"Whatever we learn has a purpose and whatever we do affects everything and everyone else, if even in the tiniest way. Why, when a housefly flaps his wings, a breeze goes round the world; when a speck of dust falls to the ground, the entire planet weighs a little more; and when you stamp your foot, the earth moves slightly off its course... And it's much the same thing with knowledge, for whenever you learn something new, the whole world becomes that much richer."
In the previous chapter, you learned about the information model of the Semantic Web: the Resource Description Framework, or RDF. RDF provides a virtually limitless model for describing information. You can say anything you want about anything you want. The drawback of all the flexibility and expressiveness of RDF is that used alone, it lacks explicit support for specifying the meaning, or semantics, behind the descriptions.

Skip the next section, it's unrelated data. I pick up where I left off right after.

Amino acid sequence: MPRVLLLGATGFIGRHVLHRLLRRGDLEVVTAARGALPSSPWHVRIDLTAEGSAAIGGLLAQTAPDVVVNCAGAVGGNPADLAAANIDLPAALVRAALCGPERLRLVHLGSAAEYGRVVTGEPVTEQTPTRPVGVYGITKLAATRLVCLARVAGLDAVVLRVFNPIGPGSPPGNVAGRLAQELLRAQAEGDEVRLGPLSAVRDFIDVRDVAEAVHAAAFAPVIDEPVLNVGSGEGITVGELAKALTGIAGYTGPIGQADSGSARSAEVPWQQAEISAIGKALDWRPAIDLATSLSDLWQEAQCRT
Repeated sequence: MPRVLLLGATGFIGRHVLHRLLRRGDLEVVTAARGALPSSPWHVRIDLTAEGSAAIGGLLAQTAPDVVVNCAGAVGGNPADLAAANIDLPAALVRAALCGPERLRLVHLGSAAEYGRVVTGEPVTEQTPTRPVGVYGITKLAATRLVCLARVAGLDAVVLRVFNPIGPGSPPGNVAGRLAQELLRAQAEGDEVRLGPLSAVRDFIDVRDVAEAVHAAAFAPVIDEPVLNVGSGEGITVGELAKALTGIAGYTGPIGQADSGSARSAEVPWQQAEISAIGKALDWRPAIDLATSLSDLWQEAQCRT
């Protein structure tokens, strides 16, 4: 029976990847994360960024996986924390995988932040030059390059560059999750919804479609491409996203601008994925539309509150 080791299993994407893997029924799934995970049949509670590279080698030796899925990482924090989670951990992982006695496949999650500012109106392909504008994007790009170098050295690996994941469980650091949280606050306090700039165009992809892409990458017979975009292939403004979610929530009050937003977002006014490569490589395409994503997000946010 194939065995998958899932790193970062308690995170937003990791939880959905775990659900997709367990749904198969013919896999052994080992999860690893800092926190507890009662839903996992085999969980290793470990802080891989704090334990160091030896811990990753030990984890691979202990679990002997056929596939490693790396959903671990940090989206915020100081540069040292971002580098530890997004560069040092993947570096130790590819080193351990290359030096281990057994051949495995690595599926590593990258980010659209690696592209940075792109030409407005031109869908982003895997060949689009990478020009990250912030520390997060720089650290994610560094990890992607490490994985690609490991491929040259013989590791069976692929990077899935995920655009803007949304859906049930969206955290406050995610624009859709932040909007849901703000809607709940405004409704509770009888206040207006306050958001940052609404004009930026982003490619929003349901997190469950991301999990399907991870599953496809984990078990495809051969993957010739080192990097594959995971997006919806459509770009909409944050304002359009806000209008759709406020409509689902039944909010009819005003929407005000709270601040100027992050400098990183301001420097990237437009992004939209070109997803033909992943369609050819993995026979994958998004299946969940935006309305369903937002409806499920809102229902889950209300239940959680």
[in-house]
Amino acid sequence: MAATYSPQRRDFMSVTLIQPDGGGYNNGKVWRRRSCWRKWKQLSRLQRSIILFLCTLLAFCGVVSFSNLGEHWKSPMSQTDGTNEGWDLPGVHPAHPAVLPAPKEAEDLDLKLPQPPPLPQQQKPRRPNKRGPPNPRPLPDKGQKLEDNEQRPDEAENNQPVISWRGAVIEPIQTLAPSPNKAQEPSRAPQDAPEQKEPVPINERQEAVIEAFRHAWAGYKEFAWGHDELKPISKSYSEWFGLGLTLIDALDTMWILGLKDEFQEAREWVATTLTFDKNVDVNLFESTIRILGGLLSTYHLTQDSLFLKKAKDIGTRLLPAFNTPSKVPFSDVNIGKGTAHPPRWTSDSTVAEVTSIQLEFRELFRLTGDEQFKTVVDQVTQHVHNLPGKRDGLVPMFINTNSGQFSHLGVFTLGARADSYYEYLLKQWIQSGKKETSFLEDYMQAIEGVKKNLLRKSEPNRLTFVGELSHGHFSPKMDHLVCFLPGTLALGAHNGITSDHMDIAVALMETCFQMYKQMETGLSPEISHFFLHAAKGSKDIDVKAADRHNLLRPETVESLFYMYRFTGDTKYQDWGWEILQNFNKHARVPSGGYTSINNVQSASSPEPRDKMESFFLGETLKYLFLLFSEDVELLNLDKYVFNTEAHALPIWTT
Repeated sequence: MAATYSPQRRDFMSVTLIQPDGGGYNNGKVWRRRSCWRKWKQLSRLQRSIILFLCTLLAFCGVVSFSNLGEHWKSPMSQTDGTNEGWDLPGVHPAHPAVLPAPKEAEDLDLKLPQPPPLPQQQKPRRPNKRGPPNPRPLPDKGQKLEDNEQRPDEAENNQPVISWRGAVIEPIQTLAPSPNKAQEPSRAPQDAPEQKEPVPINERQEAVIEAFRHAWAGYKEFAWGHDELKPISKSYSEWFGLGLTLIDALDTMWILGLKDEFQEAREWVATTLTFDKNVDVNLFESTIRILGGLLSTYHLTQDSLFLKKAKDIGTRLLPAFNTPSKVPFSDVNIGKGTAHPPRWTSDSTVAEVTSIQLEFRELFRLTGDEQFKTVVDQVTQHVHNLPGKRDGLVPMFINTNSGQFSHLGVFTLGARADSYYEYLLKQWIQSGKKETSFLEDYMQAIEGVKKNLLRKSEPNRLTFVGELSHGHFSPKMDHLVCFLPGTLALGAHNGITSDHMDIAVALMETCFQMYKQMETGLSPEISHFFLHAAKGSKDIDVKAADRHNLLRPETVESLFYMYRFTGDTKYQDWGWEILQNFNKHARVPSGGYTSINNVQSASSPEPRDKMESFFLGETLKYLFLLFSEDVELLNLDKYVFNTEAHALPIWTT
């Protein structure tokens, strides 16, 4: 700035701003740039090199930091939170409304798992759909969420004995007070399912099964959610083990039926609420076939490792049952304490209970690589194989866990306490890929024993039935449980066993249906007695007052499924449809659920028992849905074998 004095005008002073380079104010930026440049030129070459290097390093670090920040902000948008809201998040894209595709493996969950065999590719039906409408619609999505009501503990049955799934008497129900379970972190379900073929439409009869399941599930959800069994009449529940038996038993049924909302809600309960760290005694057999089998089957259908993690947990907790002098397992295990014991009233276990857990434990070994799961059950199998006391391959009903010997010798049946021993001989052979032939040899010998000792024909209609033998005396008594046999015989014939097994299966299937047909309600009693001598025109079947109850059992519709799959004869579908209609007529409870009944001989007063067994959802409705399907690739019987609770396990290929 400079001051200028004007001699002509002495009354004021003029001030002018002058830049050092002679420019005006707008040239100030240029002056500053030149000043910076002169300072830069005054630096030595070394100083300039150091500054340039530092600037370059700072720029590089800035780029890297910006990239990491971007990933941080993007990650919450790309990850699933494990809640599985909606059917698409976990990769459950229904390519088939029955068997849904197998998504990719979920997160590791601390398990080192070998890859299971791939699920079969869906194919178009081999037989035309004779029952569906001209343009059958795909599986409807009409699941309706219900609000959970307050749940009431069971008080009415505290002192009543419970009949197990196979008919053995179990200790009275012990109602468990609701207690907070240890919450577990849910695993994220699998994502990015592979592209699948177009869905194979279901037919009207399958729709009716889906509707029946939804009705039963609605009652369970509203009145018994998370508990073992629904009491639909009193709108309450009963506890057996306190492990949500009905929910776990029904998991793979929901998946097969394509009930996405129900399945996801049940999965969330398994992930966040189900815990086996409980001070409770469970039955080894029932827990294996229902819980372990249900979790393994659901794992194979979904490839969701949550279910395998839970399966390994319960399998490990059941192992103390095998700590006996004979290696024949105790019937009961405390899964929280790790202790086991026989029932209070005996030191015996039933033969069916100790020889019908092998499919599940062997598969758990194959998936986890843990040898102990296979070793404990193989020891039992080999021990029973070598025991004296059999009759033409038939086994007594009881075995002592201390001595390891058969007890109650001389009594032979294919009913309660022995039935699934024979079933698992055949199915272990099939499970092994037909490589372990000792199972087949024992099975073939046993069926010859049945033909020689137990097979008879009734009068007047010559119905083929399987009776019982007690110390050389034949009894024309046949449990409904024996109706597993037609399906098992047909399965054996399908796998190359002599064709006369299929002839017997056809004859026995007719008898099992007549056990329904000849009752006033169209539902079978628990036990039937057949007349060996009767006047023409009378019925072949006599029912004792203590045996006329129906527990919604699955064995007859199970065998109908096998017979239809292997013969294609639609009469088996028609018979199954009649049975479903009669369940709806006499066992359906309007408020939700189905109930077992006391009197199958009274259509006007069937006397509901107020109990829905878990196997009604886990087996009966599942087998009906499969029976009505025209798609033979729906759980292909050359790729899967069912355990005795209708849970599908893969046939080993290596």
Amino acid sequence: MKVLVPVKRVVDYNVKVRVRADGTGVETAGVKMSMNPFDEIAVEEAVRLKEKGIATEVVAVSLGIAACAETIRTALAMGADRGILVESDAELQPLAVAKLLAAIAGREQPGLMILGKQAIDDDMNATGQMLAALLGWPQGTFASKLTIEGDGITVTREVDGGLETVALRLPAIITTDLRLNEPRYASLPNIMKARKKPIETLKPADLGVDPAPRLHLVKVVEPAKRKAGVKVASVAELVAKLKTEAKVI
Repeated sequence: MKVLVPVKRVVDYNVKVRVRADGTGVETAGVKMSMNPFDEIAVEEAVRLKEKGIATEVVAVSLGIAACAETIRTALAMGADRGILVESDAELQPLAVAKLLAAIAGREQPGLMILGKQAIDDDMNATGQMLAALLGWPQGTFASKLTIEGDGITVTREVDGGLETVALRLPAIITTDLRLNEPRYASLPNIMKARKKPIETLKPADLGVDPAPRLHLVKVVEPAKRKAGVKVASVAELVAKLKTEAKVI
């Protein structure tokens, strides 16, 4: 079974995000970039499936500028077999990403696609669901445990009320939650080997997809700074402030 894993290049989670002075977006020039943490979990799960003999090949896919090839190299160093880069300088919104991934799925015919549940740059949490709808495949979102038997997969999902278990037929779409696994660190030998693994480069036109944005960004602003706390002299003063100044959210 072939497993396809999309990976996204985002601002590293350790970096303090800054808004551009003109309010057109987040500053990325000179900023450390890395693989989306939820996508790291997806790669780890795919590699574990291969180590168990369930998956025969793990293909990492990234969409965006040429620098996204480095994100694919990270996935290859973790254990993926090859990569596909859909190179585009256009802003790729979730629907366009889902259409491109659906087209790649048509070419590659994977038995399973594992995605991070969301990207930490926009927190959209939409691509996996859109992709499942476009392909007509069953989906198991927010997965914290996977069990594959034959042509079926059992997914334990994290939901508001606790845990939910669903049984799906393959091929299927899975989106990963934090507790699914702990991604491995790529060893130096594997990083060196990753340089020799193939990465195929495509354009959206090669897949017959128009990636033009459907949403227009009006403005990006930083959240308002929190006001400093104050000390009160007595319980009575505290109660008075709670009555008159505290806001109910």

Fortunately, the original vision for the Semantic Web considered the fact that developers and users need some way of specifying rich semantic descriptions of concepts and relationships to exchange information effectively. RDF Schema (RDFS) and the OWL Web Ontology Language provide these capabilities.
The purpose of this chapter is to provide you with the knowledge necessary to add semantics to your web of RDF data. Semantics are the key to incorporating domain knowledge into RDF data, making the descriptions richer and more meaningful. ...